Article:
Go hit a wall
Many people have a fear of heights. Terry Prachett’s prodigal wizard Rinceweed wisely feared the ground. After all, it’s the falling and landing on hard ground that’s the worrisome part.india Updated: Aug 31, 2009 18:40 IST
Many people have a fear of heights. Terry Prachett’s prodigal wizard Rinceweed wisely feared the ground. After all, it’s the falling and landing on hard ground that’s the worrisome part.
Not quite what you want to be thinking of as you eye the 45-foot-high Tata climbing wall at the Indian Mountaineering Foundation complex in Dhaula Kuan, Delhi. So, instead I try to think of Edmund Hillary and Tenzing Norgay and their (successful) quests to conquer the heights.
Bitten by a similar bug, I’ve wound up here seeking adventure, ready for a taste of climbing. Also known as ‘wall climbing’, this phenomenon is becoming an increasingly popular way to add a dash of adrenaline to otherwise routine urban lives. It’s safe, it’s fun; but is it easy?
Time to find out
Standing on firm ground and looking up, it’s simple to plot a route straight to the top. It is only when you’re halfway up that you realise how just complex the situation really is.
Hands go numb, eyes sting with sweat, legs get weak and shaky, and gravity seems intent upon pulling you down. Trust me, wall climbing is nothing like climbing your everyday ladder.
If you are a rookie like me, you’ll find that just the excitement of trying something new gets you to the halfway mark; quickly surmounting obstacles and feeling heroic. But as the initial burst of adrenaline fizzes out, so does the euphoria. And then what you really need is something that can only come with consistent practice.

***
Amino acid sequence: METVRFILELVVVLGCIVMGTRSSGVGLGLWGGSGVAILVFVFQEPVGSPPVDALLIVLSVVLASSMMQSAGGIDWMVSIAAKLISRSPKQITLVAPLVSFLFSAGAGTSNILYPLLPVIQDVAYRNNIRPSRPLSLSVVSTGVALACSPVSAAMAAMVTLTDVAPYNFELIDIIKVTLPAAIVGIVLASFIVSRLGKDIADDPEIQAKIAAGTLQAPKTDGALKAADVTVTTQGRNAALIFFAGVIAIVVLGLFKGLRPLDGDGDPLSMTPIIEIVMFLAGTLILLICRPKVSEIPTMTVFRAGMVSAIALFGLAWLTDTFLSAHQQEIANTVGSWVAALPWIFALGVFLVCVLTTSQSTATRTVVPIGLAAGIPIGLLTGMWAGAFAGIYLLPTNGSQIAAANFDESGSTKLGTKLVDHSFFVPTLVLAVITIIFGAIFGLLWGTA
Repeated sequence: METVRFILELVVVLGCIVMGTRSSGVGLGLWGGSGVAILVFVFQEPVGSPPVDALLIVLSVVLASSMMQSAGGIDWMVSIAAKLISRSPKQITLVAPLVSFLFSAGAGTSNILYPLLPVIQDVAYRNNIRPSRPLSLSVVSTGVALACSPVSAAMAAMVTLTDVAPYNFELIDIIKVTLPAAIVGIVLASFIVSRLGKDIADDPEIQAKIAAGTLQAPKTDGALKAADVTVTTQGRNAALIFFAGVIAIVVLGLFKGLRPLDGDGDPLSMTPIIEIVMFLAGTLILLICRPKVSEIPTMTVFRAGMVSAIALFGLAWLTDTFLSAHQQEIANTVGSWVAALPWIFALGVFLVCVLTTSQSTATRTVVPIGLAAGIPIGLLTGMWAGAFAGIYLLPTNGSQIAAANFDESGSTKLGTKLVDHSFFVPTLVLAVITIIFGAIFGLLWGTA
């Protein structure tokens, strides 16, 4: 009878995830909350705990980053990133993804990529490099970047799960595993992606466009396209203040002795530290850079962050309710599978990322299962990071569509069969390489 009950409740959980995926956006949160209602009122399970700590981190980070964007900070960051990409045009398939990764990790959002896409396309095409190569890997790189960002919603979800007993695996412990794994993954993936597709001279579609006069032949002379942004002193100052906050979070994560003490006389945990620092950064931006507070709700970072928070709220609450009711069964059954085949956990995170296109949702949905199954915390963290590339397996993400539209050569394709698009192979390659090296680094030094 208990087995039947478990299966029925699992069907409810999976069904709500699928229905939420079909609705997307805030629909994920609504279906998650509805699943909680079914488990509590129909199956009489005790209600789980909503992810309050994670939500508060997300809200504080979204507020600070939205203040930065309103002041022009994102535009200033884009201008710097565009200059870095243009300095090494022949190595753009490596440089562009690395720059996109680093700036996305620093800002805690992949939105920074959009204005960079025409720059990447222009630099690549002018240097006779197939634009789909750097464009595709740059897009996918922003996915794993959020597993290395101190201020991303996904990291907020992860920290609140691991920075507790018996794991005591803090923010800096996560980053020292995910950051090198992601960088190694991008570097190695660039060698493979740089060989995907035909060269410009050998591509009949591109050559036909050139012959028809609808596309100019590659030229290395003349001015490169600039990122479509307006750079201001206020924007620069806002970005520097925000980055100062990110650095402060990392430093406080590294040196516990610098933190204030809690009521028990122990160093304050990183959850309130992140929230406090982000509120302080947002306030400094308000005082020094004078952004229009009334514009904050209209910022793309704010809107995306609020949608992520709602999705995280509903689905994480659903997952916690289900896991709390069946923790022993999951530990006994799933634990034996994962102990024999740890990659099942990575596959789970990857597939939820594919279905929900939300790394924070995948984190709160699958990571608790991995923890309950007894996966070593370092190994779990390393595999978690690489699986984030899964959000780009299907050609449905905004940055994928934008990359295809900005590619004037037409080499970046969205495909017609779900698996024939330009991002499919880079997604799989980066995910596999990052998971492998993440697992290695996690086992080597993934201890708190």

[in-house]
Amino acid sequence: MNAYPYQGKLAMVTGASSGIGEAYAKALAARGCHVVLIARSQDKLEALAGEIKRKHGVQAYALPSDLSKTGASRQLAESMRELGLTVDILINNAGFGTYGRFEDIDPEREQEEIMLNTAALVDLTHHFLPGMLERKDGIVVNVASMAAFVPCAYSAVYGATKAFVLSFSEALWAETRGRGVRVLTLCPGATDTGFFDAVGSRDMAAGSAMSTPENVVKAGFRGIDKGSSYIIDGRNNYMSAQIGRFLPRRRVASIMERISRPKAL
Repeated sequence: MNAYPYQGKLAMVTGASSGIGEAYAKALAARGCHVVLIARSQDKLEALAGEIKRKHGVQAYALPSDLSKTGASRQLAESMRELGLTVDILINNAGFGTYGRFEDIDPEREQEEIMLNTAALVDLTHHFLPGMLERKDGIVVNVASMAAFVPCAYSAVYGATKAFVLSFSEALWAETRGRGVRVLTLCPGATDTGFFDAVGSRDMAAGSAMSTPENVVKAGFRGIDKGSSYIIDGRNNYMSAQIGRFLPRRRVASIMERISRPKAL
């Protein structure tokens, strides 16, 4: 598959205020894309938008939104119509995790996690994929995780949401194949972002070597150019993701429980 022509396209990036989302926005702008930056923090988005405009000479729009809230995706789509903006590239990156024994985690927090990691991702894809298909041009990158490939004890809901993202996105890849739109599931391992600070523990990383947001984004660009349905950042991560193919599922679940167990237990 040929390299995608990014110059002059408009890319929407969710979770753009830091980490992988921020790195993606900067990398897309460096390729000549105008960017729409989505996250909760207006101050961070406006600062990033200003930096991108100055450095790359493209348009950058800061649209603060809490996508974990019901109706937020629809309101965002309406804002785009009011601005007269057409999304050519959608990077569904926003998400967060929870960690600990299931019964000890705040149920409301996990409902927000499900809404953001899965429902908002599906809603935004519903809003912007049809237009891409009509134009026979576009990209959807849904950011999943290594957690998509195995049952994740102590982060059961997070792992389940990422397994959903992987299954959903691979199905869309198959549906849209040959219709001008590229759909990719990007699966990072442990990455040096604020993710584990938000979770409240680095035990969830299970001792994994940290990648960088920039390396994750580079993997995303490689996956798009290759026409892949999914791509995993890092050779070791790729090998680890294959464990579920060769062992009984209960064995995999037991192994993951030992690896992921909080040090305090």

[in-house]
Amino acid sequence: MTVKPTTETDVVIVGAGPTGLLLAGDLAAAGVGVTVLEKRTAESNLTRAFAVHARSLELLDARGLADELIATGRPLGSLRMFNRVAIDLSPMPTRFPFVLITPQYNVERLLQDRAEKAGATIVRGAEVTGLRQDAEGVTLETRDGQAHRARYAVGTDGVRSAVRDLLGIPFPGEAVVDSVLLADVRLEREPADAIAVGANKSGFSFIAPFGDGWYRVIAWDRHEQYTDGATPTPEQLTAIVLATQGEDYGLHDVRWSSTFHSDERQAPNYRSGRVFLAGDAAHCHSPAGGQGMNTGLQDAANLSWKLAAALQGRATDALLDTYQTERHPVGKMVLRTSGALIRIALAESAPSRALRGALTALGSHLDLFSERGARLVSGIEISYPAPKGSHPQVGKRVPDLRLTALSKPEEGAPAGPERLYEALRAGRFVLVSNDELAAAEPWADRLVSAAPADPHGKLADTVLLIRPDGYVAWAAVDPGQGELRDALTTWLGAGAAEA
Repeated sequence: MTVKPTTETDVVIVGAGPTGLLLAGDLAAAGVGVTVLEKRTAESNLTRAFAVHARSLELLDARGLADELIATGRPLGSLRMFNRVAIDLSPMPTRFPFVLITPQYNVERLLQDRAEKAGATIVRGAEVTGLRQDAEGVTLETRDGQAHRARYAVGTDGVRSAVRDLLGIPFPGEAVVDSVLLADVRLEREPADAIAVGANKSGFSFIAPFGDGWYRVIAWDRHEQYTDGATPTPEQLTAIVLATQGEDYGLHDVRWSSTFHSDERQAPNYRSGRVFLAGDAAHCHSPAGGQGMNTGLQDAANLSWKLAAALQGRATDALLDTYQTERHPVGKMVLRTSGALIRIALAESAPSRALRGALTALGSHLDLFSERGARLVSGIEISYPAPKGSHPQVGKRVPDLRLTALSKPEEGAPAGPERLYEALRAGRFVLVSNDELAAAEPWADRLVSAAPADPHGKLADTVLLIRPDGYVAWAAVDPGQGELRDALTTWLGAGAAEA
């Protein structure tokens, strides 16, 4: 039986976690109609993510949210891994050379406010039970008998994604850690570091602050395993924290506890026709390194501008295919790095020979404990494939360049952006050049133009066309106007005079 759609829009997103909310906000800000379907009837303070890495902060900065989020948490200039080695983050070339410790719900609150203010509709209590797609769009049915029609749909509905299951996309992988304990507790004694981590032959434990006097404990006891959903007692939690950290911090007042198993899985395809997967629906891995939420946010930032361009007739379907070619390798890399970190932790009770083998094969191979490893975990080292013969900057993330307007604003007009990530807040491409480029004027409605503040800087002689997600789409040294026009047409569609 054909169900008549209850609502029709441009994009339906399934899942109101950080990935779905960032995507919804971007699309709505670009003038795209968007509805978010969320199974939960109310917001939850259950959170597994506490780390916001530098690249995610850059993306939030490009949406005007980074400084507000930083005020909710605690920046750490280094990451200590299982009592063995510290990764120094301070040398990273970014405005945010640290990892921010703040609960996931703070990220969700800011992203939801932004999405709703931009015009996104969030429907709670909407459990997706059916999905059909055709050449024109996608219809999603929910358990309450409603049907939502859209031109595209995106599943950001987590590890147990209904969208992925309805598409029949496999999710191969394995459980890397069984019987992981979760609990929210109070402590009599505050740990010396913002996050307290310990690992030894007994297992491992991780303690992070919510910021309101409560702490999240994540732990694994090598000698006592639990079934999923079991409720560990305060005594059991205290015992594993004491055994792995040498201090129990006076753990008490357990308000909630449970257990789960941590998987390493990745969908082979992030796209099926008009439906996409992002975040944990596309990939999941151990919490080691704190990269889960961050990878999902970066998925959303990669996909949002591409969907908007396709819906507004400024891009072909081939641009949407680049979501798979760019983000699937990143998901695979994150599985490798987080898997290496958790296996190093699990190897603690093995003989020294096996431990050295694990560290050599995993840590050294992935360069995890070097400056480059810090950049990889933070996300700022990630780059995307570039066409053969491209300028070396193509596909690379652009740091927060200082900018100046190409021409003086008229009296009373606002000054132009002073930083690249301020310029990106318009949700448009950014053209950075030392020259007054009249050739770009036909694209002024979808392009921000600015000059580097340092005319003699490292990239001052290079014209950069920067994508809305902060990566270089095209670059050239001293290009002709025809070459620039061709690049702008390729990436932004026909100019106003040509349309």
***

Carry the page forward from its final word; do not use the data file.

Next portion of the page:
Till that comes, there you are, stuck like a limpet halfway up the wall, incapable of further movement. No amount of will power can convince jammed legs to move when they’ve decided to say no. And there’s no point looking to the shaky hands for assistance, or to sweaty fingers for a steady grip.
Tired body, stumped mind
If the physical problems weren’t enough, halfway-up the number of available steps also decrease, making it harder to plot a way onward. Confronted with this untimely pressure, so close and yet so far from the summit, exhaustion makes you start thinking about quitting.
A tingling sense of fear begins to creep in. At the back of your head, you’re aware of the safety measures in place to prevent your skull from cracking, but it’s hard to be convinced when faced with the prospect of a 3-storey fall.
I can’t summarise the thoughts that raced through the mind at the time. All I know is that the rapid reasoning brought me to a single conclusion. Convinced, I let go and swung loose on the rope and harness that safely brought me down. But all this time I just kept looking up — my summit was not attained; my body failed to keep up with what my mind aspired to attain.
The thing about highs
Five minutes back on the ground, and even as the feeling was still returning to my numb limbs, I started plotting my return for a second attempt. After all, that’s the indescribable lure of heights, the very fact that they are there is reason enough to climb. The good part is that instead of just admiring the mountains on your calendars, you can go attempt your own peak in the city.